How the bushfire emergency threatens our unique ecology


More than a billion animals have been killed by fires across the country, with thousands of hectares of habitat destroyed. We need a climate and environment policy that is fit for the crisis we’re in.

By Sarah Hanson-Young

It’s been a horrific few months with climate fires burning across the country since September. The new year only brought more horror – and there's still two months of summer to go.

I have taken so much heart from the wonderful community spirit that has shone during this crisis. With fire having torn through my family’s property in East Gippsland, I experienced firsthand the shared grief, anger and determination. People have banded together, volunteered, donated and given each other a shoulder to cry on.

I went to Kangaroo Island in the first week of January. The fire-ravaged landscape looks like a warzone. Homes destroyed, lives torn apart, forest decimated and dead animals everywhere.

Communities are in shock. We have never seen anything like this and we weren't prepared for it. Locals and firies on Kangaroo Island told me the ferocity and intensity of these fires were like nothing else. It is as if the landscape has been vaporised. My own dad said to me, “we’ve had fires before but nothing like this”. This is what scientists and fire experts warned the government of. Tragically, these predictions have come to pass.

On Kangaroo Island, like in other fire-ravaged areas, there are immediate needs for emergency relief for people who have lost loved ones, homes and jobs. Firefighters and volunteers are bracing for the next wave of dangerous weather. But alongside the short-term needs, people are telling me they want policies and actions that will make our climate safer and protect our environment.

Our role in the crisis

As the Greens’ Environment spokesperson, I am doing all I can to put our movement at the front of this national push to protect our native wildlife and precious places. Through my role as Chair of the Senate's Environment Committee, I will move for the Faunal Extinction Inquiry to examine the impact of the catastrophic fires across the country on endangered wildlife and flora. The already-established Inquiry gives the Parliament an opportunity to immediately get on with what needs to be done to protect our native fauna and flora in the wake of the fires.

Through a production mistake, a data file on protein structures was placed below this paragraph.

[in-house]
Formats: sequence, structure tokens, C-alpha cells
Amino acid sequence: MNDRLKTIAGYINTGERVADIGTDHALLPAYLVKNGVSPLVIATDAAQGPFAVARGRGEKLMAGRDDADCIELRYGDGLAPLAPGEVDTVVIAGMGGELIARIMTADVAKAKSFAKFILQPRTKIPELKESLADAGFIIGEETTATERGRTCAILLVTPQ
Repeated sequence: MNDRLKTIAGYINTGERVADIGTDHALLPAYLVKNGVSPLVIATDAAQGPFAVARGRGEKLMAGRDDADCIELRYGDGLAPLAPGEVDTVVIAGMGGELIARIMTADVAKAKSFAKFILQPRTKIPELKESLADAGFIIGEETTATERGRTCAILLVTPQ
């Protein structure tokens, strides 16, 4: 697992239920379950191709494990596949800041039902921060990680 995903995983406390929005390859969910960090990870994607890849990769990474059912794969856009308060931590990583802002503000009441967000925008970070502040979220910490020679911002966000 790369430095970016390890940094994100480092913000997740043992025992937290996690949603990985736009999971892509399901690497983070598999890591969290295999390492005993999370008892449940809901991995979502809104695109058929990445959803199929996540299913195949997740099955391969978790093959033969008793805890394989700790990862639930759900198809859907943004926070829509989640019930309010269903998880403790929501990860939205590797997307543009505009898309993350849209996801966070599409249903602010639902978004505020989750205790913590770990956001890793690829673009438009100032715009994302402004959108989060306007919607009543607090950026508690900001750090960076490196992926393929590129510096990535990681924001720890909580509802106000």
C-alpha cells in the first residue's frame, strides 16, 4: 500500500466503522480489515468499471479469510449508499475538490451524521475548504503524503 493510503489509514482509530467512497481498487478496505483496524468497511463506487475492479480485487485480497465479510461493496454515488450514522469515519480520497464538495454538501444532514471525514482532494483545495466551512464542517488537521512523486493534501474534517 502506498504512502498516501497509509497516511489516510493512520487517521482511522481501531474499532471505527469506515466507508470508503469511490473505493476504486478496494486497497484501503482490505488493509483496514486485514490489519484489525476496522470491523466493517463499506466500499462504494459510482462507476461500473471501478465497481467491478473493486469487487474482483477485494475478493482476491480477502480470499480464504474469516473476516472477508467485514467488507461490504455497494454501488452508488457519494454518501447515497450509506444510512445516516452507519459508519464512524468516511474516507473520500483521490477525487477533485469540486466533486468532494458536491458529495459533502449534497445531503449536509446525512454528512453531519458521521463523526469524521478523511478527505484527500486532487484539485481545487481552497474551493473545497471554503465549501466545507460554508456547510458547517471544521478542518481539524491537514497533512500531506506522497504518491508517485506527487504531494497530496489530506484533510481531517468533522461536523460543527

Before the fires started, Australia already had one of the worst extinction rates in the world. Now, more than a billion animals have been killed by fires across the country and thousands of hectares of habitat destroyed – and we are only halfway through summer. We don’t have time to waste.

Species like the Kangaroo Island dunnart and black glossy cockatoo, koalas, and even mainland quokkas in WA, have been killed, injured and suffered huge losses to their critical habitat. I know so many of us are feeling heartbroken by this suffering and understand the actions needed to prevent it from happening again and again.

We cannot rely on this anti-environment government to get this right. They haven’t committed anywhere near enough money for fire recovery, announcing this week just $50 million to wildlife affected by the bushfire crisis. This is nowhere near enough and should be at least ten times as much.

When Celeste Barber can raise as much money as the Federal Government has committed to this tragedy, it shows their heart’s not in it. The Greens called for a Fighting Fund for the Environment – but $50 million is petty cash. We need significantly more money and a proper commitment from the Government to the restoration of the environment and ecosystems, or we may just lose some of our precious wildlife and flora for good.

Far-reaching effects

Last summer we were also devastated by the mass fish kill at Menindee, and while the experts warned it would happen again, the latest reported kill stretching some 70km in the Macleay River was caused by ash and sediment from the fires.

It’s terrifying that our precious water resources are not just threatened by drought but also as a consequence of the fires.  I have written to state and federal water and environment ministers urging them to meet as a matter of urgency to coordinate a joint effort across fire-affected states to ensure safe, clean water supply.

Right now we are seeing one ecological disaster after another. This is what the climate emergency looks like. The Federal Government was warned and failed to adequately prepare for the consequences of climate change. They cannot – and we cannot allow them – to continue to be so complacent.

We need a climate and environment policy that is fit for the crisis we’re in.

Sarah Hanson-Young is the Greens’ spokesperson for the environment.

BAck to January issue